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WILBERT JANSON v. ROBERT F. HUGHES AND CHEMARGRO CORPORATION (12/17/82)

filed: December 17, 1982.

WILBERT JANSON, JR. AND WILBERT EDWARD JANSON, APPELLANTS,
v.
ROBERT F. HUGHES AND CHEMARGRO CORPORATION



No. 2604 October Term, 1979, Appeal from the Judgment of the Court of Common Pleas of Montgomery County, No. 75-00687.

COUNSEL

Thomas J. Burke, Ardmore, for appellants.

Charles W. Craven, Philadelphia, for appellees.

Price, Wickersham and Lipez, JJ. Price, J., filed a dissenting opinion.

Author: Lipez

[ 309 Pa. Super. Page 400]

Plaintiff*fn1 commenced this trespass action for injuries sustained when the vehicle he was operating, while stopped at a red light, was struck from the rear by defendant Robert F. Hughes, who was driving a vehicle owned by his employer, defendant Chemargro Corporation. The jury awarded plaintiff $5,000. Plaintiff moved for a new trial on the basis of several issues related to damages. After denial of those motions and entry of judgment, plaintiff took this appeal, in which he has abandoned all but one of his claims -- that the trial judge erred in precluding the jury from considering impairment of plaintiff's earning power as an element of damages. We agree with this contention, and hence we reverse and grant a new trial limited to the issue of damages.

The test for impaired earning capacity is whether the plaintiff's "economic horizon" has been shortened. See generally Frankel v. Todd, 393 F.2d 435, 438-40 (3d Cir. 1968), cert. den'd, 393 U.S. 855, 89 S.Ct. 137, 21 L.Ed.2d 120 (discussing Pennsylvania Supreme Court cases which developed this standard). The court below held that there was no evidence that plaintiff's economic horizon had been limited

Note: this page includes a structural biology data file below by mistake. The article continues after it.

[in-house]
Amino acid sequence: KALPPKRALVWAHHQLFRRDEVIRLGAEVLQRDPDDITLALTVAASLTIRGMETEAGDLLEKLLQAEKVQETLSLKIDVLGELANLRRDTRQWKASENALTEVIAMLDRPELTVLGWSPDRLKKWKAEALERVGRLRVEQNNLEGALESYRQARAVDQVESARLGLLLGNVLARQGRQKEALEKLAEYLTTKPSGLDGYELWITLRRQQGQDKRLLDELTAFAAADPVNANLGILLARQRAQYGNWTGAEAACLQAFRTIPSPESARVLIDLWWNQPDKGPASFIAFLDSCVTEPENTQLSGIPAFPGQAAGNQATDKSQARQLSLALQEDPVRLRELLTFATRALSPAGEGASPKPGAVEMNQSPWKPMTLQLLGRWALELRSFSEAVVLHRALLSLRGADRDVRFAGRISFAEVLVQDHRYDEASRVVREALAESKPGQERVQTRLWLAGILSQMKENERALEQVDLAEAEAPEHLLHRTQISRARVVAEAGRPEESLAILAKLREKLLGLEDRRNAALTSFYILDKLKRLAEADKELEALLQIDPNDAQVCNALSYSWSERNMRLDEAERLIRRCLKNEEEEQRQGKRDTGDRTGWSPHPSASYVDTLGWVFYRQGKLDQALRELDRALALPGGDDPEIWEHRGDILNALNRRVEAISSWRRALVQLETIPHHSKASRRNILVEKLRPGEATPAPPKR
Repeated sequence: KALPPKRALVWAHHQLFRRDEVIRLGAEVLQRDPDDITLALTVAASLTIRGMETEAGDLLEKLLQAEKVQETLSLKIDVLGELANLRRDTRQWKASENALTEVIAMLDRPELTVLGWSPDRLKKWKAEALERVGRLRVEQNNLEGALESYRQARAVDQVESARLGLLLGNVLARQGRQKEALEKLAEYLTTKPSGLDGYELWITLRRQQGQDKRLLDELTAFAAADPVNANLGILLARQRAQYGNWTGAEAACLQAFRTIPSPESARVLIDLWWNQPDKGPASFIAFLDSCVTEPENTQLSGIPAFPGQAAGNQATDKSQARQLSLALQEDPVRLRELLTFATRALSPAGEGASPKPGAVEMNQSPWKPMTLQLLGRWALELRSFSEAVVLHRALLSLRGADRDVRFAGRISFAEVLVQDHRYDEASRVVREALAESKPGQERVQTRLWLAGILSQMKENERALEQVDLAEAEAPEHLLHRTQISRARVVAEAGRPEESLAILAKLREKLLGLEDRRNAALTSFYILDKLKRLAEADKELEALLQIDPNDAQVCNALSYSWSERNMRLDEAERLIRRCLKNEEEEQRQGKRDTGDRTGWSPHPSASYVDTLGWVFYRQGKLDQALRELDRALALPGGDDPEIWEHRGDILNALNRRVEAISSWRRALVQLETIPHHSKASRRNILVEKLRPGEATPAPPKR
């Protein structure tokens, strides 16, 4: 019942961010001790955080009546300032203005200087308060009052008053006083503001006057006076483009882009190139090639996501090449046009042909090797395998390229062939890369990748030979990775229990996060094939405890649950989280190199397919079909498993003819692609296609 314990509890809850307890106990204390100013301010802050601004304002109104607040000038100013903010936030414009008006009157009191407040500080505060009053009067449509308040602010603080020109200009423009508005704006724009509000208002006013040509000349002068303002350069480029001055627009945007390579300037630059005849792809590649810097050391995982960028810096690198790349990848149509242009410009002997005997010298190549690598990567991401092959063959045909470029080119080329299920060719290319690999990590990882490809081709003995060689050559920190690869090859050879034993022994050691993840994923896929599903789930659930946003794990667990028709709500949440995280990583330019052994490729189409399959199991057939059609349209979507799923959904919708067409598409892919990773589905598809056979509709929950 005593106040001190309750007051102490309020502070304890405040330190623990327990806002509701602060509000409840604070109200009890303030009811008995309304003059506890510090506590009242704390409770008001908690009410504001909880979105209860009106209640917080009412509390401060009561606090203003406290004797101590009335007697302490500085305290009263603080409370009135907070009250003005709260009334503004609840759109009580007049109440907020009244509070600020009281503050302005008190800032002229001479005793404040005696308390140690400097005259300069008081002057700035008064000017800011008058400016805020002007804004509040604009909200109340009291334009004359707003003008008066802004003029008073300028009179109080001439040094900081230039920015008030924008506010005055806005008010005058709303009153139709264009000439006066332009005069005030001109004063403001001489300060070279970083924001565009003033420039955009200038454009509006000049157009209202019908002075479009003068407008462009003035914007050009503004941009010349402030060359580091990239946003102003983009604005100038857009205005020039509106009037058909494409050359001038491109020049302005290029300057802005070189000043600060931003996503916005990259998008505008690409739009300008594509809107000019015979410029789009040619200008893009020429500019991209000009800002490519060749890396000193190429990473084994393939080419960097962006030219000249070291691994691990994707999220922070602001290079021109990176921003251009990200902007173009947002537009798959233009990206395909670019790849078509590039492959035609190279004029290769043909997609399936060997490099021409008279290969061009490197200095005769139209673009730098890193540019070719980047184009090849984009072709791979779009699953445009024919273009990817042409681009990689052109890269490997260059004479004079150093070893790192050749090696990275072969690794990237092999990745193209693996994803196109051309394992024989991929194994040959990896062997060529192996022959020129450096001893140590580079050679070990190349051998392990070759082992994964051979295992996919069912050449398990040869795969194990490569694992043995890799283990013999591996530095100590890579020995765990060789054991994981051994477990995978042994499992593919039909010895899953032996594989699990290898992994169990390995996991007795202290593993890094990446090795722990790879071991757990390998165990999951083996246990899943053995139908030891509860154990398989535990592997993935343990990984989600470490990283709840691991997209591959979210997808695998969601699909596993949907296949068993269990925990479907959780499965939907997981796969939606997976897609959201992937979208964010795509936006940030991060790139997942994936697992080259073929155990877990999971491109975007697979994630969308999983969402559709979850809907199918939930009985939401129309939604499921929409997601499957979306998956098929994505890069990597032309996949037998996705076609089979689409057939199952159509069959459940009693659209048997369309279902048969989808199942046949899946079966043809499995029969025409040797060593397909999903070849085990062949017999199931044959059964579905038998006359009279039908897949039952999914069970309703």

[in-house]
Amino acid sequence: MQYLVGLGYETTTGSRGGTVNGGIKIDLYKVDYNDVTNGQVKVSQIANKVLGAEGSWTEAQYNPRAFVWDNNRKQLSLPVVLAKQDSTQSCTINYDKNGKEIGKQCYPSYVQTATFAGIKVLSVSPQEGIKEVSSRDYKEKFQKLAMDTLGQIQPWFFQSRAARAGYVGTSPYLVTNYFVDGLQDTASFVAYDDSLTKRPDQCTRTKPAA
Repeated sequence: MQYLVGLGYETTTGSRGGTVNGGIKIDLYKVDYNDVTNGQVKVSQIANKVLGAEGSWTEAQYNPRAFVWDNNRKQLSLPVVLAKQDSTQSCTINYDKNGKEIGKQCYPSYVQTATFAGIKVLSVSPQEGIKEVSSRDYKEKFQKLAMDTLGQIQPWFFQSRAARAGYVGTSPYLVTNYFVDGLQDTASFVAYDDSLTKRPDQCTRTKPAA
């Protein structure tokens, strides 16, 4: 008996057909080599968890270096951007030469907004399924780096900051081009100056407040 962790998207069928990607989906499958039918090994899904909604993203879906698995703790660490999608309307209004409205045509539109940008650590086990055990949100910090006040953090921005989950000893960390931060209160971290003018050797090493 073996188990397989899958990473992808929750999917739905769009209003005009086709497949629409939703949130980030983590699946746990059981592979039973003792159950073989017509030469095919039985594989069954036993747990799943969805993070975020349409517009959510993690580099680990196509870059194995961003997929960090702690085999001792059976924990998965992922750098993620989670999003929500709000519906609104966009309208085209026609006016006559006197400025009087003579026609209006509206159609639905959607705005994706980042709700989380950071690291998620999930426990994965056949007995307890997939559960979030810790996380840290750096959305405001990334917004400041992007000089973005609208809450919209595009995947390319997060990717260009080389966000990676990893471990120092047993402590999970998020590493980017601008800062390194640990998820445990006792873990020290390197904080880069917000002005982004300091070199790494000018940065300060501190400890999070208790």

[ 309 Pa. Super. Page 401]

    in any way. We disagree. One of plaintiff's medical experts, Dr. Snedden, testified that some symptoms of plaintiff's back and neck injury were permanent, and as a result plaintiff would always have to restrict his occupational activities in the future. Plaintiff would be unable to do heavy work, such as lifting, because it would undoubtedly cause his symptoms to flare up and could lead to total disability. Plaintiff's other medical expert, Dr. Russo, concurred in the findings of permanent injury and plaintiff's resulting inability to do certain types of work.

The testimony of Doctors Snedden and Russo was clearly sufficient to raise a jury question as to impairment of plaintiff's earning power. See Wright v. Engle, 256 Pa. Super.Ct. 321, 326-27, 389 A.2d 1144, 1146-47 (1978); Frankel v. Todd, supra. In holding to the contrary, the trial judge did not rely on any authority in his opinion, although in ruling on the question at trial, he had stated that his decision was supported by Baccare v. Mennella, 246 Pa. Super.Ct. 53, 369 A.2d 806 (1976). That case is easily distinguishable, since it merely held that "because there was no evidence regarding the probability that the disability would persist in the future the jury could not consider any future loss of damages." Id., 246 Pa. Superior Ct. at 58, 369 A.2d at 808. Here such evidence was provided by plaintiff's medical experts.

Defendants argue that evidence of permanent injury by itself is insufficient, and the evidence must also show that the injury will prevent the plaintiff from engaging in a specific type of work. Plaintiff's medical experts, Doctors Snedden and Russo, also met this latter requirement, because of their specific testimony that plaintiff's injury would preclude his engaging in work involving heavy lifting. While this evidence, like most evidence of impairment of earning power, is imprecise and difficult to evaluate, it is nevertheless sufficient under the Pennsylvania Supreme Court cases discussed in Frankel v. Todd, supra, cited with

[ 309 Pa. Super. Page 402]

    approval in Wright v. Engle, supra, 256 Pa. Super.Ct. at 327 n. 2, ...


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